Blog

Healthcare innovation

‘We have a duty to respond’: HCA…

‘We have a duty to respond’: HCA…

Every day, healthcare workers and public safety agencies interface with overt community epidemics such as drug trafficking, domestic violence, chronic illness and injuries.

But there is another epidemic plaguing our communities, one that is often hidden in plain sight: human trafficking.

HCA Healthcare is stepping up to help combat the silent epidemic through a new Human Trafficking Awareness and Prevention Program, comprised of education, training and situational awareness for our clinicians and colleagues.

“HCA Healthcare’s Enterprise Emergency Operations Center (EEOC) stands ready to support our more than 2,300 sites of care every day of every year. From hurricanes to global pandemics to mass casualty events, we help our colleagues obtain the resources they need to provide patient-centered care in the midst of any emergency. With an estimated 24.9 million human trafficking victims worldwide, human trafficking is an emergency that we have a duty to respond to with a more personalized approach to caring for our communities.”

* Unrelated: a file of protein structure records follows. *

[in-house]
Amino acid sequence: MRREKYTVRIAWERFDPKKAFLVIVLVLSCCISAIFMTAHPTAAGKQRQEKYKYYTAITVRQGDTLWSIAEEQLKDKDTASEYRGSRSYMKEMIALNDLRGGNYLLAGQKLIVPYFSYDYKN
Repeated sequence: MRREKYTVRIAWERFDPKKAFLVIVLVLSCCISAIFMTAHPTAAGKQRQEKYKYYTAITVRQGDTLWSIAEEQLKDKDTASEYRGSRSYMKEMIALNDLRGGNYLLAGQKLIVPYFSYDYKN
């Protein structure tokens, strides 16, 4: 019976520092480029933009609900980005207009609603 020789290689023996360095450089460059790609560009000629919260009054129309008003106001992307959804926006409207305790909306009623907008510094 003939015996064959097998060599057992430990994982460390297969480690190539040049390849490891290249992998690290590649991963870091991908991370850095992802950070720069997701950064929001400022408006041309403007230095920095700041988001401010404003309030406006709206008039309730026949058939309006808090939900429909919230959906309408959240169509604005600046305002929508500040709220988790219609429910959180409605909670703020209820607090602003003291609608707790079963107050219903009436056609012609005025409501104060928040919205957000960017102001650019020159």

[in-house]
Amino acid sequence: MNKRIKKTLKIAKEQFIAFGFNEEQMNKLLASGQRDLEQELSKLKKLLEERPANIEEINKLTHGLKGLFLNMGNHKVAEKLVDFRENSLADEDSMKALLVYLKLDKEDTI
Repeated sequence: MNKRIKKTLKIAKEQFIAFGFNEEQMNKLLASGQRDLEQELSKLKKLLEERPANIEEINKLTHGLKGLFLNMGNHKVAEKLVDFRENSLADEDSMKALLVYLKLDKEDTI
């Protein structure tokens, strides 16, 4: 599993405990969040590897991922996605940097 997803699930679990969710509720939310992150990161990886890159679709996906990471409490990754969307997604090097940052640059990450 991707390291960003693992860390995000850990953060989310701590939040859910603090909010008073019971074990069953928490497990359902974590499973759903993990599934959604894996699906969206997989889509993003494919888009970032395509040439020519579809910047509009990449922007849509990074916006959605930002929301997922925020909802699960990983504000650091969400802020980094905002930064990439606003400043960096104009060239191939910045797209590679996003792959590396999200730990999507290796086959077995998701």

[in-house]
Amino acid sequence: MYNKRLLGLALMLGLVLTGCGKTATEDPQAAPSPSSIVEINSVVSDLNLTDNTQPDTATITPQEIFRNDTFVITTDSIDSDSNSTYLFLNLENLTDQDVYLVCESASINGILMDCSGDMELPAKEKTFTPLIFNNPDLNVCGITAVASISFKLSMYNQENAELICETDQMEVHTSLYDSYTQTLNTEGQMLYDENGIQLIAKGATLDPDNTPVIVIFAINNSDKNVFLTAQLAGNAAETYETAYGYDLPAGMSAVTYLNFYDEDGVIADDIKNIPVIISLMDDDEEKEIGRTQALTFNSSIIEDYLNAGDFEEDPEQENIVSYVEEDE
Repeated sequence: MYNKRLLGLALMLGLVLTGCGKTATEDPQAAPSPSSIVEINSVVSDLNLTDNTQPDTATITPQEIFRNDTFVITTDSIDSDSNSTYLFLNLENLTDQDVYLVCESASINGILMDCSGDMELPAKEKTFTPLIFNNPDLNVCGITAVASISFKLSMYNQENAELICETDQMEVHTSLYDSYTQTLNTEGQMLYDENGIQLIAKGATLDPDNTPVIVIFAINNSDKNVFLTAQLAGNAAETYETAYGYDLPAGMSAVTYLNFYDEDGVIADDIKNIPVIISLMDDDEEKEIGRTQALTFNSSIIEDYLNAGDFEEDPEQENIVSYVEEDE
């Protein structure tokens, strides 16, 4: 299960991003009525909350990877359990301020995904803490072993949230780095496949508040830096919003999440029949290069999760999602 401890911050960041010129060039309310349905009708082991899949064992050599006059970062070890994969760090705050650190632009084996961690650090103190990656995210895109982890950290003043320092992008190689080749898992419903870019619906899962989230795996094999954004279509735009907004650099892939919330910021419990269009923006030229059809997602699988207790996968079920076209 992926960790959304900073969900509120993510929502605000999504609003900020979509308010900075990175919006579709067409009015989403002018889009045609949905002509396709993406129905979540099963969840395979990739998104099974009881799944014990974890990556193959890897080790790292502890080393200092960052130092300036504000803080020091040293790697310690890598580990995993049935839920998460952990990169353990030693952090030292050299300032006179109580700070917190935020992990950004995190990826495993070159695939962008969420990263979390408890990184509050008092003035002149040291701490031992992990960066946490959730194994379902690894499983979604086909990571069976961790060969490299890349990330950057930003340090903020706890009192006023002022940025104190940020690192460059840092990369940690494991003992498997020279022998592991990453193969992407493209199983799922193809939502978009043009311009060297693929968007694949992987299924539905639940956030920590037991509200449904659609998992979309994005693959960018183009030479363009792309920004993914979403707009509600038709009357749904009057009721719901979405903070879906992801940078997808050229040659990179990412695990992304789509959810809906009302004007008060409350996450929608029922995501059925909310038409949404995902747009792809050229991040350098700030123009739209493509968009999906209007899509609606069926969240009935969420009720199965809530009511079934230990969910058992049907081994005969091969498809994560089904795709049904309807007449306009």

Mike Wargo, HCA Healthcare’s vice president of enterprise emergency operations

“At the local level, we collaborate with law enforcement and community-based providers to identify, interact and intervene in situations where human trafficking is suspected,” Wargo adds. “By focusing on awareness and intervention, our colleagues can help human trafficking victims transition into a pathway of survivorship.”

Black polo with HCA Healthcare's EEOC logo.Black polo with HCA Healthcare's EEOC logo.HCA Healthcare’s Enterprise Emergency Operations Center (EEOC) is made up of nearly 200 leaders who work with experts across the country to plan and execute crisis responses.

HCA Healthcare has teamed up with the National Human Trafficking Training and Technical Assistance Center (NHTTAC) to provide online curriculum to HCA Healthcare colleagues to inform and enhance the public health response to human trafficking. The NHTTAC provides human trafficking training to professionals in healthcare, behavioral health, public health and social services settings through SOAR Online. The SOAR program teaches professionals how to:

  • STOP: describe the types of trafficking and common risk factors